“If this was just a bridge- or clay-pigeon shooting club for men of all rank, it wouldn’t be an issue,” Isabelle Ringnes told DN on Monday. “This is a club where most all the members have important roles in business and who, in a closed forum, have conversations that can, directly or indirectly, contribute to valuable networks and important decisions. It’s naive to think that this type of socializing doesn’t give them advantages outside the closed doors.”

Ringnes was referring to members who include industrialist Kjell Inge Røkke, former retailing tycoon and investor Stein Erik Hagen and male members of the Løvenskiold family (the closest Norway has to nobility). Many other members are also high-profile men with powerful positions, or aspire to be so. Leopold Løvenskiold is so opposed to women joining the club that he proposed the exclusion of Ringnes and Schiøtz last spring, after they’d talked about the controversy within the club on national radio.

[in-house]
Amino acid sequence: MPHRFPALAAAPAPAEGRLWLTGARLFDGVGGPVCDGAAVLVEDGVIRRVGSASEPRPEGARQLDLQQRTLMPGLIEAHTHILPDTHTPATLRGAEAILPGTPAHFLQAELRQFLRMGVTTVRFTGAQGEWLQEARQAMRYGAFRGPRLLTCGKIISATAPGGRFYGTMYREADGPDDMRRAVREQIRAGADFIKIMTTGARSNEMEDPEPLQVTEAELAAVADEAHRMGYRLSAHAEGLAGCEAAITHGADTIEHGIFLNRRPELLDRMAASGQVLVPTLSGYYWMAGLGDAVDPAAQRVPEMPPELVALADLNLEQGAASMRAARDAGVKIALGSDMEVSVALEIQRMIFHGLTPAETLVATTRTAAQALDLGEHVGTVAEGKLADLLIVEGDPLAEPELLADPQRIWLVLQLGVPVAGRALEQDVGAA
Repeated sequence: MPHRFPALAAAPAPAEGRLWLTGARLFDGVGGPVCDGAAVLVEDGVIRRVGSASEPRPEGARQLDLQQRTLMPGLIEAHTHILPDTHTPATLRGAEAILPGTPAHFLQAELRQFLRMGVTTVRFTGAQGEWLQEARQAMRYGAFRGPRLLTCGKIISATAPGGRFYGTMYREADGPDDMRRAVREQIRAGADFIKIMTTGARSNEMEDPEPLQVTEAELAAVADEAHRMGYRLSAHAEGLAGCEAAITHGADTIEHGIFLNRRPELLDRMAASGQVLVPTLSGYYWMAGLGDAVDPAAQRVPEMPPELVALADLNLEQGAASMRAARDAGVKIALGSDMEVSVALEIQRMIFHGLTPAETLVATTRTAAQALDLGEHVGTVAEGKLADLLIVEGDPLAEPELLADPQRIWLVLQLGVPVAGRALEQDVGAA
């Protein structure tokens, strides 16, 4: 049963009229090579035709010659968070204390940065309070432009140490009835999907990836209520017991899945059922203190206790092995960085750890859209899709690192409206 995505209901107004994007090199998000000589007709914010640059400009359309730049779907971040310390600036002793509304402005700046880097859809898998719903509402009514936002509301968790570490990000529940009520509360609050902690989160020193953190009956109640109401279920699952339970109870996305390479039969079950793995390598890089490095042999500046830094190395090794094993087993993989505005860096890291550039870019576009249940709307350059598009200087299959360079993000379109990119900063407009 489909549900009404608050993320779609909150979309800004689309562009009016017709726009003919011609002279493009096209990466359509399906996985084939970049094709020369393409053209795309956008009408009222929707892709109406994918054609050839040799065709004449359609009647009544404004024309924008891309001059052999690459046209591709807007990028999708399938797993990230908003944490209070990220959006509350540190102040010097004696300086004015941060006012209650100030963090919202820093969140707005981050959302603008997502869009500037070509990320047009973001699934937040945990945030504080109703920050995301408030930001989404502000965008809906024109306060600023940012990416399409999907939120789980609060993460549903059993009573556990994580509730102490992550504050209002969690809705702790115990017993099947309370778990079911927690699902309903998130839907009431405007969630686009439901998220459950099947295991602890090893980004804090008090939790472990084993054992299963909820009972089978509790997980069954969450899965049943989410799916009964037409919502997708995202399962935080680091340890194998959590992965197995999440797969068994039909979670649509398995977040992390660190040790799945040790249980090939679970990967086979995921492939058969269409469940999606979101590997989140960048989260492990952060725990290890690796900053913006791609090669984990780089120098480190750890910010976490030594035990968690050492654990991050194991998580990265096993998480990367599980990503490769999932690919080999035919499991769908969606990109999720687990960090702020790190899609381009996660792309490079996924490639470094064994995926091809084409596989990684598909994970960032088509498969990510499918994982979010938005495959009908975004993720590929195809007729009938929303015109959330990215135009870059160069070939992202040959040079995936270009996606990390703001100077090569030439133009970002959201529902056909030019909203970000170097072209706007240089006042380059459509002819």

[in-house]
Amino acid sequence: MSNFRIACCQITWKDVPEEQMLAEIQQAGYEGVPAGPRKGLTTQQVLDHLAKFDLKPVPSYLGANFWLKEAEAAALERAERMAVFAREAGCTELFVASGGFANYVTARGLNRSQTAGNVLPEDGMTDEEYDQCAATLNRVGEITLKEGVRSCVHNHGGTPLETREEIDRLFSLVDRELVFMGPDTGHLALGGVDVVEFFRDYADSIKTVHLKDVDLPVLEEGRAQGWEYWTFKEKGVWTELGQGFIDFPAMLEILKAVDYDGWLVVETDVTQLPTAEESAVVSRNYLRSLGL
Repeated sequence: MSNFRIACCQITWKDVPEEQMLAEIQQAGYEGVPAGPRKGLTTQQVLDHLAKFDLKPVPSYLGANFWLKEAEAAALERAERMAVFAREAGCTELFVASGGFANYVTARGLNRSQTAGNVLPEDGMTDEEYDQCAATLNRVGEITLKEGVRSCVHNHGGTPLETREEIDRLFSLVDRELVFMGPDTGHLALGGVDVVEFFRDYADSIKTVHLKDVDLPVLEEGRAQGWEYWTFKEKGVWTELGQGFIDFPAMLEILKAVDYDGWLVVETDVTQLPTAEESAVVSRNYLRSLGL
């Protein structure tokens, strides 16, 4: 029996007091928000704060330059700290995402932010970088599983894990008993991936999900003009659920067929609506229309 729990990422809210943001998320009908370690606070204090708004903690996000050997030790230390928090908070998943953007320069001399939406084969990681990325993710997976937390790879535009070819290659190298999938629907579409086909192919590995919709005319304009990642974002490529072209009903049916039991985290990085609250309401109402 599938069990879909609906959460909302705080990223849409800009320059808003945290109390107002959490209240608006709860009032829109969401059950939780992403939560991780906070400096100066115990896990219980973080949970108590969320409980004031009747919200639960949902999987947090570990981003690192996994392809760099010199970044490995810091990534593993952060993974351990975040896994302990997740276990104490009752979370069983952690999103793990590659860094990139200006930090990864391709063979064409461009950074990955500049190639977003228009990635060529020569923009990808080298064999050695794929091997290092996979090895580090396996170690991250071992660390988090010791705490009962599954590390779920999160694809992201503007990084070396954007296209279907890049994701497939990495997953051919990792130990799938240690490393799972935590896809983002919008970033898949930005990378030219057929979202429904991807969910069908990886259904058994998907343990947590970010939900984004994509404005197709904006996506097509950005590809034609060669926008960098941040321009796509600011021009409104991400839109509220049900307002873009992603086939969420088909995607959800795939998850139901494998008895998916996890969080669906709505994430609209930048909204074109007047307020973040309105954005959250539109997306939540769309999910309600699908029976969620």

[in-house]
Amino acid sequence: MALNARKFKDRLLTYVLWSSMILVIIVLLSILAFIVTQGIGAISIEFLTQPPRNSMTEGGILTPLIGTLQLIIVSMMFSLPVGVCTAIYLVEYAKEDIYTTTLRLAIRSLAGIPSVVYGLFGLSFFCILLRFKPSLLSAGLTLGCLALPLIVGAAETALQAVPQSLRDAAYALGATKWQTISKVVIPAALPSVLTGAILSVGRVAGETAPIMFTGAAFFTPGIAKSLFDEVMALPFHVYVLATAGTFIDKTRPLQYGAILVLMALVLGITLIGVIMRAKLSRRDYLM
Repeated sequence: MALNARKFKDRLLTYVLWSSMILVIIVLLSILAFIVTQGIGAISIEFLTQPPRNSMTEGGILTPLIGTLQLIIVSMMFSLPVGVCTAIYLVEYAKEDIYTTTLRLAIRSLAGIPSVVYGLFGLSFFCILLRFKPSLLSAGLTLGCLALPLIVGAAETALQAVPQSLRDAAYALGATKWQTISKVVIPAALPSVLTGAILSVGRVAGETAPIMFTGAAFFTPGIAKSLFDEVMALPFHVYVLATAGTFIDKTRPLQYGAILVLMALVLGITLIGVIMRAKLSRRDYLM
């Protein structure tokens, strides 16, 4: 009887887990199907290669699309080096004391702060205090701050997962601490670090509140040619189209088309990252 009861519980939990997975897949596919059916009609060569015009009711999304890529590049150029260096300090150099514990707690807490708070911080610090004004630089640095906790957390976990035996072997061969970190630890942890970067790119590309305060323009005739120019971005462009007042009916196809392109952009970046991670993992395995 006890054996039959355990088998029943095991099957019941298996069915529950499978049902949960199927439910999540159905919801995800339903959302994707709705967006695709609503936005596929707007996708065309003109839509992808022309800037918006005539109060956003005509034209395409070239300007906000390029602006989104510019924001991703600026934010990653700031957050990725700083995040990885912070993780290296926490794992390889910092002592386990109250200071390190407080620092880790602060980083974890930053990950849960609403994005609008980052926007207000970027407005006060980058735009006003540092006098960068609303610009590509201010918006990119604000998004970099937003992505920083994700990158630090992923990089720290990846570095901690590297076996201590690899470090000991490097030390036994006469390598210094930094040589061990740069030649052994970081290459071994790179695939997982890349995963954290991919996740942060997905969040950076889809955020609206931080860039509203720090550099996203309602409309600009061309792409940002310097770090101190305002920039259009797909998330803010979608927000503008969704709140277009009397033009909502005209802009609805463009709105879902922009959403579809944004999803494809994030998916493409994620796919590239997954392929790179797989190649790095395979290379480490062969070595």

The women claimed their appeal this week is mostly meant to express that “inclusion and diversity are important,” and that the exclusion of women makes Norske Selskap “less relevant than ever before.” They noted that many of the companies and organizations for which club members work promote inclusion, so “why should this club be the exception?”

Kreutzer the latest casualty
It didn’t take long for the next in a series of resignations from Norske Selskab by members who now clearly feel uncomfortable with the “men only” nature of the club. Idar Kreutzer, who was elected just last week to the club’s supervisory board, announced his resignation both from the board and as a member of the club on Monday, declaring at the same time that he belonged to the “minority” of members who want to open up for female members.

Idar Kruetzer, who leads Norway’s trade association for financial institutions, withdrew entirely from Norske Selskab on Monday. He said his membership and new leadership role in the club had a “negative” effect on his employer.  PHOTO: Finans Norge